How ISDS thwarts domestic policies to boost economic development and protect the forest
Read more about this subject
Investment treaties must be inclusive, sustainable and fair. That means that they must not put the interests of companies before those of people and their living environment.
News / 26 June 2020
Countries could be facing a wave of cases from transnational corporations suing governments over actions taken to respond to the Covid pandemic using a system known as investor-state dispute settlement, or ISDS. Cases could arise from actions that many governments have taken to save lives, stem the pandemic, protect jobs, counter economic disaster and ensure peoples' basic needs are met. Threats of cases have already been made in Peru over the suspension of charging on toll roads, and law firms are actively advising corporations of the options open to them. 630 organisations from across the world, representing hundreds of millions of people, are calling on governments in an open letter to urgently take action to shut down this threat. The letter below is published today.
News / 11 October 2019
In Indonesia, US-based mining companies succeeded to roll back new laws that were meant to boost the country’s economic development and protect its forests. This is the level of impact that investment treaties can have on social, environmental and economic development and rights. Why? Because of the ‘Investor-to-State Dispute Settlement’ (ISDS) clauses that are included in many such treaties.
News / 11 October 2019
Indigenous communities in Paraguay saw their attempts to regain their ancestral lands thwarted by German investors. This is the level of impact that investment treaties can have on social, environmental and economic development and rights. Why? Because of the ‘Investor-to-State Dispute Settlement’ (ISDS) clauses that are included in many such treaties.
Publication / 4 April 2019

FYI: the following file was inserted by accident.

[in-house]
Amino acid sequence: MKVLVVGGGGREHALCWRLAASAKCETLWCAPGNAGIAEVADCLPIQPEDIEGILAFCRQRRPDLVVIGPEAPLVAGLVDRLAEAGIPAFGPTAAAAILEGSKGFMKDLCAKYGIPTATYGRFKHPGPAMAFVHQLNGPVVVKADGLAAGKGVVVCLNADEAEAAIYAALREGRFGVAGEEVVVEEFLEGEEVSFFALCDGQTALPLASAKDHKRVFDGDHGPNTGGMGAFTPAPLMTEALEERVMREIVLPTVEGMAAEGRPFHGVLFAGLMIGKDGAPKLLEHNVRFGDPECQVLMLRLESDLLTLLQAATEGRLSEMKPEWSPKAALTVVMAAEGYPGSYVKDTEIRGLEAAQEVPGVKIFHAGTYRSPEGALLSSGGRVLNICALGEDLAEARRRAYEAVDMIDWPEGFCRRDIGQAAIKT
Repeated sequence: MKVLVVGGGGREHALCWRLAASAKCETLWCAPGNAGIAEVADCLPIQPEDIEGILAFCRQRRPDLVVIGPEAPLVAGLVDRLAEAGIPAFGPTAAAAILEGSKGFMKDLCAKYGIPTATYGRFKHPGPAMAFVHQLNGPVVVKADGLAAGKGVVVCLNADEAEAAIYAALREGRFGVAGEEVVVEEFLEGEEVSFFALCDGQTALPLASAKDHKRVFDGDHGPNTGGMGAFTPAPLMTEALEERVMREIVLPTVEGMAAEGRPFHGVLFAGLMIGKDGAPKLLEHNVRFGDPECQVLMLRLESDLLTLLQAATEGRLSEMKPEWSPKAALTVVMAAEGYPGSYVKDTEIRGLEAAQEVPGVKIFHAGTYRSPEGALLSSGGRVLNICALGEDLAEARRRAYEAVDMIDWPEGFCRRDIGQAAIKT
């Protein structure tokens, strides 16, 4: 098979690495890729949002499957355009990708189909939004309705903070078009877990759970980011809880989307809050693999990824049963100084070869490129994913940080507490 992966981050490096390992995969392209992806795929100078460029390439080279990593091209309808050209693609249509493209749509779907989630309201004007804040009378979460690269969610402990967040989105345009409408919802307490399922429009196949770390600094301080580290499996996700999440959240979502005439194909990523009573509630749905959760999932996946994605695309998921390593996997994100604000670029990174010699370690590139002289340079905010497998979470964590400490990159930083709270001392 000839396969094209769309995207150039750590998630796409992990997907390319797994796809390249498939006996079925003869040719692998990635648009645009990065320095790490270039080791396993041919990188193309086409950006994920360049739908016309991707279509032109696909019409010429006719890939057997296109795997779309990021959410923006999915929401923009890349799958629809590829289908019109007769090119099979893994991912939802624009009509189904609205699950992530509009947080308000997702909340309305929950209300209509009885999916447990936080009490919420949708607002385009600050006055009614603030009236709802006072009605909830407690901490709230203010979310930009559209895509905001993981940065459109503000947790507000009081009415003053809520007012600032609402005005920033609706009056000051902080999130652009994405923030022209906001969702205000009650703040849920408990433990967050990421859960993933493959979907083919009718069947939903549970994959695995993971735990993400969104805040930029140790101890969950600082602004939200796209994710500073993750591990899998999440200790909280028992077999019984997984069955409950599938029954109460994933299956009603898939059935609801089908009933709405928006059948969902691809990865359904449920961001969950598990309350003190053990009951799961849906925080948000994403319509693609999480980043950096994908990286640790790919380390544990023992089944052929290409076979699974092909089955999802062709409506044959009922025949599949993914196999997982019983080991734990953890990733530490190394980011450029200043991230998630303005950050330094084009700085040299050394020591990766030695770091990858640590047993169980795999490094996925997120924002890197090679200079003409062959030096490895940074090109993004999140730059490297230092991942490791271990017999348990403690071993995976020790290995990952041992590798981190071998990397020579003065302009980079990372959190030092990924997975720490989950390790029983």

News / 21 January 2019
Today an alliance of more than 150 organisations, trade unions and social movements in countries across Europe is launching a joint programme against unfair trade and investment agreements, and especially against the controversial Investor-to-State-Dispute-Settlement (ISDS) mechanism. Under ISDS, investors can bring complaints against states whose social and environmental legislation pose a threat to their profits.
News / 19 June 2018
Today, Both ENDS sent a letter, signed by various civil society organisations, to Sigrid Kaag (Dutch Minister of Aid & Trade) reminding her of an important deadline and to urge her to terminate the Bilateral Investment Treaty (BIT) that exists between the Netherlands and Burkina Faso. The treaty, which can be very harmful for a poor country such as Burkina Faso, will automatically be renewed for the next 15 years if it is not terminated before July 1st this year.
News / 14 October 2016
Both ENDS will join the protest against trade treaties TTIP, CETA and TiSA on Saturday October 22nd in Amsterdam. These treaties will have negative impacts, not only in the Netherlands and Europe, but also - and maybe even more so - in developing countries.
Publication / 10 March 2016
Publication / 21 September 2015